Tuesday, November 14, 2017

The Downside of Diversity

The letter dates to June 9, 1969… to the time when Yale Law School first decided to enact diversity quotas. Written by California appellate judge Macklin Fleming to Yale Law Dean Louis Pollak, it counts as eerily prescient. John Hinderaker calls Fleming a prophet.

Here are some of the salient points. You decide whether Fleming showed foresight. And if the outcome of the experiment was foreseeable, why have so many schools signed on.

Anyway, Fleming wrote:

From your remarks and those of Dean Poor, I understand that 43 black students have been admitted to next fall’s class, of whom 5 qualified under the regular standards and 38 did not. … You also said that the future policy of the Law School will be to admit 10 per cent of each entering class without regard to qualification under regular standards.

He continued, that Yale had now established two separate law schools:

With the adoption of its new admission policy the Law School has taken a long step toward the practice of apartheid and the maintenance of two law schools under one roof. Already there has been established in the Law School building a Black Law Students Union lounge with furniture and law books provided by the school. And I learned from Dean Poor that the 12 black students in the present first year class who were admitted under relaxed standards have not done well academically. Dean Poor attributed this deficiency to the pre-occupation of these students with racial activities. I think it equally logical to attribute their preoccupation with racial activities to their lack of qualification to compete on even terms in the study of law.

Since black students admitted to fulfill a diversity quota were more likely to be at the bottom of their class, they would start feeling intellectually inferior:

If in a given class the great majority of the black students are at the bottom of the class, this factor is bound to instill, unconsciously at least, some sense of intellectual superiority among the white students and some sense of intellectual inferiority among the black students.

Next, Fleming explained what might happen when a group of students was consigned an inferior status:

No one can be expected to accept an inferior status willingly. The black students, unable to compete on even terms in the study of law, inevitably will seek other means to achieve recognition and self-expression. This is likely to take two forms. First, agitation to change the environment from one in which they are unable to compete to one in which they can. Demands will be made for elimination of competition, reduction in standards of performance, adoption of courses of study which do not require intensive legal analysis, and recognition for academic credit of sociological activities which have only an indirect relationship to legal training.

Given that America’s universities have adopted the same policies, we should perhaps not be surprised that they have tried to downplay competition and practice rampant grade inflation.

And, of course, the students who cannot compete in the classroom will take their struggle outside of the classroom, to protest on the street.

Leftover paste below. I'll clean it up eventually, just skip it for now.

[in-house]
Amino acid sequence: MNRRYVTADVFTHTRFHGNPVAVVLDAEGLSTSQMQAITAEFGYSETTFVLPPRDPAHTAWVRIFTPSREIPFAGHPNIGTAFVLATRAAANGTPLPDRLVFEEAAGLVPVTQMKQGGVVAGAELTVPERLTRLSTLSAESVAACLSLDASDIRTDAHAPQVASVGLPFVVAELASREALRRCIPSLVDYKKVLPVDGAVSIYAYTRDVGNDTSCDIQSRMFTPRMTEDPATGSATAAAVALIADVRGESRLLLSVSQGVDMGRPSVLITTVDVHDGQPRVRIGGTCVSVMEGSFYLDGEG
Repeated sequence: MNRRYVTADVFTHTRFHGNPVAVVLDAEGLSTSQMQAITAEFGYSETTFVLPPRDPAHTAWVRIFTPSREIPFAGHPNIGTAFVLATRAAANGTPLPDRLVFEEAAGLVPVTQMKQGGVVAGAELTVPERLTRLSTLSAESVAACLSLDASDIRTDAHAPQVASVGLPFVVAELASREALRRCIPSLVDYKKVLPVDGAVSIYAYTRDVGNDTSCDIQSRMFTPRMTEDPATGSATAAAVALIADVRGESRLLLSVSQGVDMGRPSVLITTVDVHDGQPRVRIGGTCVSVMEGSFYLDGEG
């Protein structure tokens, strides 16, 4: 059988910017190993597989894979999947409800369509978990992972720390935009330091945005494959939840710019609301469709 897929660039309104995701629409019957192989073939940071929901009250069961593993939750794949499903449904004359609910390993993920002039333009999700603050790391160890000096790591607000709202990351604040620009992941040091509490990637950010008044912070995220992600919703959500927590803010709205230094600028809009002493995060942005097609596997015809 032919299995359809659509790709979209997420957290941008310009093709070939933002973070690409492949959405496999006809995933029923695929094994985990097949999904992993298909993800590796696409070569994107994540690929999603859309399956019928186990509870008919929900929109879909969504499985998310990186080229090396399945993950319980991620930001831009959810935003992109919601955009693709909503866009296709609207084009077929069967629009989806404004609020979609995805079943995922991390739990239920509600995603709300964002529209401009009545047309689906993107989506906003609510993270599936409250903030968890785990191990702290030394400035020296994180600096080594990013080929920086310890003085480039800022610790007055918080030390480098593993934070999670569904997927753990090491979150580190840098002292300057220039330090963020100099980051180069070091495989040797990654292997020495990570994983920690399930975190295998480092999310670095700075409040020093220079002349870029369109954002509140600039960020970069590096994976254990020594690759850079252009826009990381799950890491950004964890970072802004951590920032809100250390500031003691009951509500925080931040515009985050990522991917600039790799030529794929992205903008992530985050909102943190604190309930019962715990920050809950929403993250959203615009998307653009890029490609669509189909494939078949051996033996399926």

Fleming explained:

Second, it seems probable that this group will seek personal satisfaction and public recognition by aggressive conduct, which, although ostensibly directed at external injustices and problems, will in fact be primarily motivated by the psychological needs of the members of the group to overcome feelings of inferiority caused by lack of success in their studies. Since the common denominator of the group of students with lower qualifications is one of race this aggressive expression will undoubtedly take the form of racial demands–the employment of faculty on the basis of race, a marking system based on race, the establishment of a black curriculum and a black law journal, an increase in black financial aid, and a rule against expulsion of black students who fail to satisfy minimum academic standards.

And, of course, a diversity program that favors some groups will necessarily disfavor applicants from other groups. At the time Fleming wrote Ivy League schools were working to overcome their discriminatory policies against Jewish students. A quota system that admitted unqualified black applicants would necessarily exclude more qualified Jewish applicants:

A quota policy particularly discriminates against minority groups which have achieved disproportionate representation in a particular field. Such a policy discriminated severely against Jewish applicants for admission to medical schools in the 1930’s. That policy was undoubtedly justified by its supporters as one designed to preserve a proportion of gentile students in medical schools equivalent to their proportion in the general population. Currently, the orientals in California, roughly 1 per cent of the population, comprise in some instances 30 per cent of the enrollment in certain engineering and technical schools. Were a quota system to be introduced in those schools in order to favor black and Mexican-American applicants, the first losers would be applicants from the presently disproportionately represented oriental group.

Amazingly the more the diversity policy fails the more America's universities adopt it and continue to try to adapt to it.


trigger warning said...

An interesting exercise for the reader: review the Association of American Medical Colleges data sheets (avail. online) of the MCAT scores, GPAs, and medical school acceptance rates of blacks, as compared to Caucasians and Asians.

Then, after a session of Positive Jungian Brainwashing, visualize diverse medical outcomes.

Anonymous said...

Do you have a link?